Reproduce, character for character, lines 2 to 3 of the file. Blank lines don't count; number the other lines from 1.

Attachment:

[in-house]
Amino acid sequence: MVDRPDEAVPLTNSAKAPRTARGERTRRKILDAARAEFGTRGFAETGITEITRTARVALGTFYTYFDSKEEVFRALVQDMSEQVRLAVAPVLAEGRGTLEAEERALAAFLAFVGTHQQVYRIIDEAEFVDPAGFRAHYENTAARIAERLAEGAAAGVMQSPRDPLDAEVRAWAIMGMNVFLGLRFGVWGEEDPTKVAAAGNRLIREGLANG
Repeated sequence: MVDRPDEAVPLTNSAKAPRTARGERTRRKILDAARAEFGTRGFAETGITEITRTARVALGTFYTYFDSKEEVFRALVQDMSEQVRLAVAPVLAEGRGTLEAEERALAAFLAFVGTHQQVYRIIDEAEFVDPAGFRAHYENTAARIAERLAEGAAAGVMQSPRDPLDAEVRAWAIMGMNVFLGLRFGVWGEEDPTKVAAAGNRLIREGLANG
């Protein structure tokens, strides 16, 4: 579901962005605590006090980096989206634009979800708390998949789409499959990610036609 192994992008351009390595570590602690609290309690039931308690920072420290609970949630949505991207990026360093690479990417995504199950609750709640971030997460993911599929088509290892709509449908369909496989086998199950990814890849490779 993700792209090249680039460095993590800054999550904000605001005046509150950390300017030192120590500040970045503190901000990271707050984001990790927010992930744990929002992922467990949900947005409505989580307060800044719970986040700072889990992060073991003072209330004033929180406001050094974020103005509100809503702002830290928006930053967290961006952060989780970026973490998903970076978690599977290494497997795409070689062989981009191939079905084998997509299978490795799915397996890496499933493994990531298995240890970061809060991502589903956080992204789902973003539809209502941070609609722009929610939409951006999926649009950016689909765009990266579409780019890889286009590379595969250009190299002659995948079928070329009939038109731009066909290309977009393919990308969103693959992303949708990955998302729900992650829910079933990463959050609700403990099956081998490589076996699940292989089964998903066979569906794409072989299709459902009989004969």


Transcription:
Amino acid sequence: MVDRPDEAVPLTNSAKAPRTARGERTRRKILDAARAEFGTRGFAETGITEITRTARVALGTFYTYFDSKEEVFRALVQDMSEQVRLAVAPVLAEGRGTLEAEERALAAFLAFVGTHQQVYRIIDEAEFVDPAGFRAHYENTAARIAERLAEGAAAGVMQSPRDPLDAEVRAWAIMGMNVFLGLRFGVWGEEDPTKVAAAGNRLIREGLANG
Repeated sequence: MVDRPDEAVPLTNSAKAPRTARGERTRRKILDAARAEFGTRGFAETGITEITRTARVALGTFYTYFDSKEEVFRALVQDMSEQVRLAVAPVLAEGRGTLEAEERALAAFLAFVGTHQQVYRIIDEAEFVDPAGFRAHYENTAARIAERLAEGAAAGVMQSPRDPLDAEVRAWAIMGMNVFLGLRFGVWGEEDPTKVAAAGNRLIREGLANG